Call for Republicans to support same-sex marriage -- Gazette.Net







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This letter was corrected at 12:15 p.m. Sept. 27, 2012. A correction is at the bottom of the letter.

On Nov. 6, Maryland is poised to make some history. Maryland has the opportunity to become the first state to approach same-sex marriage by popular referendum. Still, the referendum is not a done deal, and it will require people of courage and principle to stand up.

As such, it is unfortunate that many in our state Republican leadership have chosen to stand in the way of Republican principles. It was former RNC chairman Ken Mehlman who said, “If we really believe (and we should) that every citizen is endowed by their creator with the right to pursue happiness, shouldn’t this include the right to marriage?” Indeed, same-sex marriage is supported by a wide and varied group of Republicans, from former first lady Laura Bush and former Vice President Dick Cheney to Florida Congresswoman Ileana Ros-Lehtinen and Ambassador John Bolton. No one would consider these stalwarts of Republican politics any other than true conservatives … and yet they support same-sex marriage, which makes you wonder why so many conservatives oppose it.

The Republican Party has historically supported equal rights for all individuals. It was President Abraham Lincoln, the first Republican, who saw our nation through its bloodiest conflict to ensure that all men were born free. When liberty was threatened by Jim Crow, Republicans rose up again to challenge the institutions of power and ensure that freedom, given to us by God and protected by our Constitution, was secured. We are again summoned to defend the sovereignty of the individual. To defend that most basic of human rights: the ability to enter into contract.

At its root, this is what civil marriage is: a contract between two consenting adults to share their lives together, come what may. The right of contract is the most fundamental of our rights. Contracts are the basis upon which a society operates. Even our Constitution creates a binding contract between the government and the governed. That contract limits the scope of government and its ability to interfere in the personal lives of We the People. This limitation of power is the cornerstone upon which the Republican Party and conservatism were built. It is the height of hypocrisy to call for the government to get out of our lives in one area and interfere with it in another. Our party must lead or get out of the way. We are either for limited enumerated powers being granted to our government or else we are no better than the Democrats on this issue.

Where is the power to regulate marriage found in the Constitution? Ros-Lehtinen, a former resident of Prince George’s County, reminds us that “[a]s Republicans, we are committed to ensuring that the … government play[s] its proper role. Defining marriage is not part of that role.” The Founding Fathers obviously did not see a reason for government to be involved in affairs of the heart. Far too often, those who fled to America did so because the state used marriage as a weapon to punish religious minorities. Our English ancestors used the power of the state to delegitimize the marriage of Catholics. Why? Because the Catholic Church and the Anglican Church were at war, and the King of England was the head of the Anglican Church. Will we continue their tradition of delegitimizing that which threatens our world view?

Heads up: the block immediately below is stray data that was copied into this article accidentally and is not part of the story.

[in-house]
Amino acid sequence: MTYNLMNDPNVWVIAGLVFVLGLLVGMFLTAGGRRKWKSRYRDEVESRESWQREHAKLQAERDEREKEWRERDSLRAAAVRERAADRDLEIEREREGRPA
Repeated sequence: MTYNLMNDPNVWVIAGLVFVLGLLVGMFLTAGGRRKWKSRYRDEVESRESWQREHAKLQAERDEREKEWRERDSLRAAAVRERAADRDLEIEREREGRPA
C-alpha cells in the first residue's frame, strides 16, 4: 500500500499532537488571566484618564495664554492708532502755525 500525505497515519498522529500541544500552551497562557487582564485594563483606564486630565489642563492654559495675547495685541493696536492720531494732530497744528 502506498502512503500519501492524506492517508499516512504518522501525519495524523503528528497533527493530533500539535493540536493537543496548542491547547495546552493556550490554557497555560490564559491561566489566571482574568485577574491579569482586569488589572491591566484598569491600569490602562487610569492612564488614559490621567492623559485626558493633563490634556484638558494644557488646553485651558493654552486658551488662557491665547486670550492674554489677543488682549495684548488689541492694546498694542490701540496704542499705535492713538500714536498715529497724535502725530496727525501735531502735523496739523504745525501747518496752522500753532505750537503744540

Or will we recognize that the Republican ideals of limited government, personal responsibility and economic self-determination require that we overturn the existing structures of the status quo? It is time that we realize that same-sex marriage does not threaten the ideals of the Republican Party. Same-sex couples want the same thing that we all do: individual dignity, access to good jobs, good schools and good government without overbearing regulations or taxes. By opposing the repeal of same-sex marriage in Maryland, we would be removing a barrier that prevents our party from reaching out to the many individuals who share our vision of America.

The effort to bring this law to referendum was absolutely correct. The process by which same-sex marriage became law was an insult to the principles of good government. The backroom deals and power plays make a mockery of our political institutions. However, the point has been made: the Democrat Party in Annapolis cannot rule by fiat. We the People still have a say in our own lives. And we must act in favor of all individuals, not just some. I ask all Republicans to stand for liberty; reinforce the sovereignty of the individual that is so fundamental to the American Way. In supporting liberty, we will continue our glorious tradition rooted in Lincoln and the Founding Fathers.

Jason W. Papanikolas, former chairman of the Republican Central Committee for Prince George’s County, is writing on his own behalf and not on behalf of the committee.

Correction: Papanikolas is no longer chairman of the Republican Central Committee for Prince George’s County. He was writing to express his own views and not on behalf of the committee.